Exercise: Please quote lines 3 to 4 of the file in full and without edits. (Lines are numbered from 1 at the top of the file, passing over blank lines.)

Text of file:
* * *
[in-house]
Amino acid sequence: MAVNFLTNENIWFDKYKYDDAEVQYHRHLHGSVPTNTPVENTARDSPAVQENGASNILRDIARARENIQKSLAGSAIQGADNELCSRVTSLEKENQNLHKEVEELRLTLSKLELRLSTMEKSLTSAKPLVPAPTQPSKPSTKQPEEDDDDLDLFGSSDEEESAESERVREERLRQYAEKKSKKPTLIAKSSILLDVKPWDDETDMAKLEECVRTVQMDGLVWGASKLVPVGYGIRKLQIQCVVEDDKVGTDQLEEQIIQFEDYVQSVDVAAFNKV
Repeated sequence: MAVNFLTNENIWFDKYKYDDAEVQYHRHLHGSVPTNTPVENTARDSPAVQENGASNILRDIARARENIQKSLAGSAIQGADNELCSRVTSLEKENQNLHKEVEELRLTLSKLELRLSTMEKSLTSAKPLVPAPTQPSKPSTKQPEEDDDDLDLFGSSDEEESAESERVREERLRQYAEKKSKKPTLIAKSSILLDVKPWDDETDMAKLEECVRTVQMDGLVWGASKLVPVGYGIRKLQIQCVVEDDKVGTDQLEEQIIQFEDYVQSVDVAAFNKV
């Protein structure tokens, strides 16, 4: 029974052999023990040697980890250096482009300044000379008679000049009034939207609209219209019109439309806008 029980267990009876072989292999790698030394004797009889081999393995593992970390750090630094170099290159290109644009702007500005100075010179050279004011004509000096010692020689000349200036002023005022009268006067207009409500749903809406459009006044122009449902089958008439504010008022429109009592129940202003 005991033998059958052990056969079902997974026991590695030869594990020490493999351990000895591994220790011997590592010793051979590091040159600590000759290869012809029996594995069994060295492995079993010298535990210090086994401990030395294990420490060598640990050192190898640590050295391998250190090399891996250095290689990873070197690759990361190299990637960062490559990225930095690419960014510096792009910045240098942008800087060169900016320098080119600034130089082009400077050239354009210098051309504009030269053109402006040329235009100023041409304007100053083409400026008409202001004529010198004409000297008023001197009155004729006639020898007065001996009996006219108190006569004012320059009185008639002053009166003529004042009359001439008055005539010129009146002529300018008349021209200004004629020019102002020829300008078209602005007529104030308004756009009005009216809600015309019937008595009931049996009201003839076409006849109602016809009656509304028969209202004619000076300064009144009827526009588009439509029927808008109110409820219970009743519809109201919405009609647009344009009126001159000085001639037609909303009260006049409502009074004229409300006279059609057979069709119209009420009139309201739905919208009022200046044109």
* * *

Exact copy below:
Repeated sequence: MAVNFLTNENIWFDKYKYDDAEVQYHRHLHGSVPTNTPVENTARDSPAVQENGASNILRDIARARENIQKSLAGSAIQGADNELCSRVTSLEKENQNLHKEVEELRLTLSKLELRLSTMEKSLTSAKPLVPAPTQPSKPSTKQPEEDDDDLDLFGSSDEEESAESERVREERLRQYAEKKSKKPTLIAKSSILLDVKPWDDETDMAKLEECVRTVQMDGLVWGASKLVPVGYGIRKLQIQCVVEDDKVGTDQLEEQIIQFEDYVQSVDVAAFNKV
């Protein structure tokens, strides 16, 4: 029974052999023990040697980890250096482009300044000379008679000049009034939207609209219209019109439309806008 029980267990009876072989292999790698030394004797009889081999393995593992970390750090630094170099290159290109644009702007500005100075010179050279004011004509000096010692020689000349200036002023005022009268006067207009409500749903809406459009006044122009449902089958008439504010008022429109009592129940202003 005991033998059958052990056969079902997974026991590695030869594990020490493999351990000895591994220790011997590592010793051979590091040159600590000759290869012809029996594995069994060295492995079993010298535990210090086994401990030395294990420490060598640990050192190898640590050295391998250190090399891996250095290689990873070197690759990361190299990637960062490559990225930095690419960014510096792009910045240098942008800087060169900016320098080119600034130089082009400077050239354009210098051309504009030269053109402006040329235009100023041409304007100053083409400026008409202001004529010198004409000297008023001197009155004729006639020898007065001996009996006219108190006569004012320059009185008639002053009166003529004042009359001439008055005539010129009146002529300018008349021209200004004629020019102002020829300008078209602005007529104030308004756009009005009216809600015309019937008595009931049996009201003839076409006849109602016809009656509304028969209202004619000076300064009144009827526009588009439509029927808008109110409820219970009743519809109201919405009609647009344009009126001159000085001639037609909303009260006049409502009074004229409300006279059609057979069709119209009420009139309201739905919208009022200046044109």